A power struggle between the old PKK leadership in Qandil and the younger YPG generation in Syria asks the question: Bashar al Assad or the US?

Cemil Bayik, who sits on a US wanted list, recently made remarks about the PKK’s historic and strong relations with the Assad regime and advocated for an agreement between the regime and the YPG. These remarks are not only related to the politics of Syria but open up a new dimension of the internal rivalry within the PKK. 

After winning several internal battles, the old generation of the PKK in Qandil is asserting its dominance against the new generation in Syria. This rivalry within the PKK leadership is important and may shape the war on terror in the region as well as the future of Syria.

For long, the Qandil leadership has methodically reduced the role of Mazloum Abdi, the adoptive son of Abdullah Ocalan and the general commander of the YPG-dominated Syrian Democratic Forces. After years of operating in the PKK, Mazloum Abdi was sent to Syria by the Qandil leadership to command the YPG forces and organise the Syrian branch of the PKK. 

In 2014, a new chapter began when the US decided to aid and support the YPG. From then on the YPG grew in capacity, influence, manpower, capital, territorial control, and international renown and legitimacy. 

On one side, Mazloum Abdi took phone calls and had virtual meetings with foreign leaders. The political supreme representative of the YPG, Elham Ahmad, a PKK veteran herself, frequently visited western and Russian capitals. On the other side, the Qandil leadership continued to live in the mountains absent from the international stage. Moreover, the US declared a bounty on the three leading figures of the PKK.

This new dynamic opened the way for Mazloum Abdi and Elham Ahmad to emancipate themselves within the PKK spectrum as alternative charismatic leaders against Duran Kalkan, Cemil Bayik, and Murat Karayilan. While Mazloum Abdi and Elham Ahmad point to their achievements in terms of international renown, territorial control, and have implemented the ideology of Abdullah Ocalan, the Qandil leadership accuses Mazloum Abdi of going astray from the ideology of the PKK and becoming an ‘American dog’.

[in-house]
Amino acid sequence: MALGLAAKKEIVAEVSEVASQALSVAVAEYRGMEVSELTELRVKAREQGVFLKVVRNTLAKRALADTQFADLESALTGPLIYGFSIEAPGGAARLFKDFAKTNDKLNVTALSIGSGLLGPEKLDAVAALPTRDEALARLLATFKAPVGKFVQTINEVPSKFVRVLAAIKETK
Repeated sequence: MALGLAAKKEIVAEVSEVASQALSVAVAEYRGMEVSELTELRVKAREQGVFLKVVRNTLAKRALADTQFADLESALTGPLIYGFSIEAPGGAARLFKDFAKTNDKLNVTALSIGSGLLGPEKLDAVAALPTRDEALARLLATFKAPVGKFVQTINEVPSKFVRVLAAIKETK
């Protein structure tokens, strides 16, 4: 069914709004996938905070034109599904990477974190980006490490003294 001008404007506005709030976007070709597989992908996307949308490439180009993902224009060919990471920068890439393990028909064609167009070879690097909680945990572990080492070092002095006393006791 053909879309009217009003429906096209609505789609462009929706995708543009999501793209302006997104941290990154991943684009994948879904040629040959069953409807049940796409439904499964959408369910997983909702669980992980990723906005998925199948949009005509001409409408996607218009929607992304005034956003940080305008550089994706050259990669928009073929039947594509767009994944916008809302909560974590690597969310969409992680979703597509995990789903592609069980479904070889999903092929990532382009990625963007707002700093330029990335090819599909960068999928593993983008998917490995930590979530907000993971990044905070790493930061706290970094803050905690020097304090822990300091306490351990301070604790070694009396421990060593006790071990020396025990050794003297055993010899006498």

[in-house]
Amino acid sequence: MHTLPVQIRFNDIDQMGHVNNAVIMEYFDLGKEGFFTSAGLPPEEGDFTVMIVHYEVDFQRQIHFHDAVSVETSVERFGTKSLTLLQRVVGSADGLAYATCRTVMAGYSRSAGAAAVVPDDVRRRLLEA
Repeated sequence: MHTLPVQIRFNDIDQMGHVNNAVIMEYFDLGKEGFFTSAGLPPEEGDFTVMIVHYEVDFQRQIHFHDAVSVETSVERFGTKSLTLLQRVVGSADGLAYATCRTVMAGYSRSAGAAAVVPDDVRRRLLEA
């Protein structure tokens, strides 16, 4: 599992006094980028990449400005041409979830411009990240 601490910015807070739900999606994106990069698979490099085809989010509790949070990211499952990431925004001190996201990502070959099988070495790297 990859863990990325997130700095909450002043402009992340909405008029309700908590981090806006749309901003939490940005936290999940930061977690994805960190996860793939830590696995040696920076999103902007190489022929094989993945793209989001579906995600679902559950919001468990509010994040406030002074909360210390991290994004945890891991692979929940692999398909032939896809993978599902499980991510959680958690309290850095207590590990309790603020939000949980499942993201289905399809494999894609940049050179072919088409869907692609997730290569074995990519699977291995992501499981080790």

In this manner, the main battle for control over the PKK’s future strategy and agenda started when Mazloum Abdi proposed an intra-Kurdish dialog with the Kurdish National Coalition (ENKS). The Kurdish National Coalition is a coalition of the strongest Kurdish political parties in Syria and represents the majority of Syrian Kurds. Their armed branch, the Roj Peshmerga, was exiled by the YPG to northern Iraq. In northern Iraq, the Kurdish Regional Government supports and uses the Roj Peshmerga against Daesh and the PKK.

The idea of an intra-Kurdish dialog was welcomed in Washington and with extensive American pressure, ENKS agreed to the intra-Kurdish dialog even though most of their members and leaders were killed, arrested, tortured, or exiled by the YPG in the past. 

When the talks started, the Qandil leadership actively sabotaged the negotiations through their loyal man in Syria, Aldar Xalil, who represented the YPG during the negotiations. From the perspective of the Qandil leadership, ENKS is a Syrian offshoot of Barzani and the KDP that the PKK hate. The KDP and the Peshmerga forces have repeatedly cooperated with the Turkish Armed Forces against the PKK and demanded the PKK leave territories held by the KRG.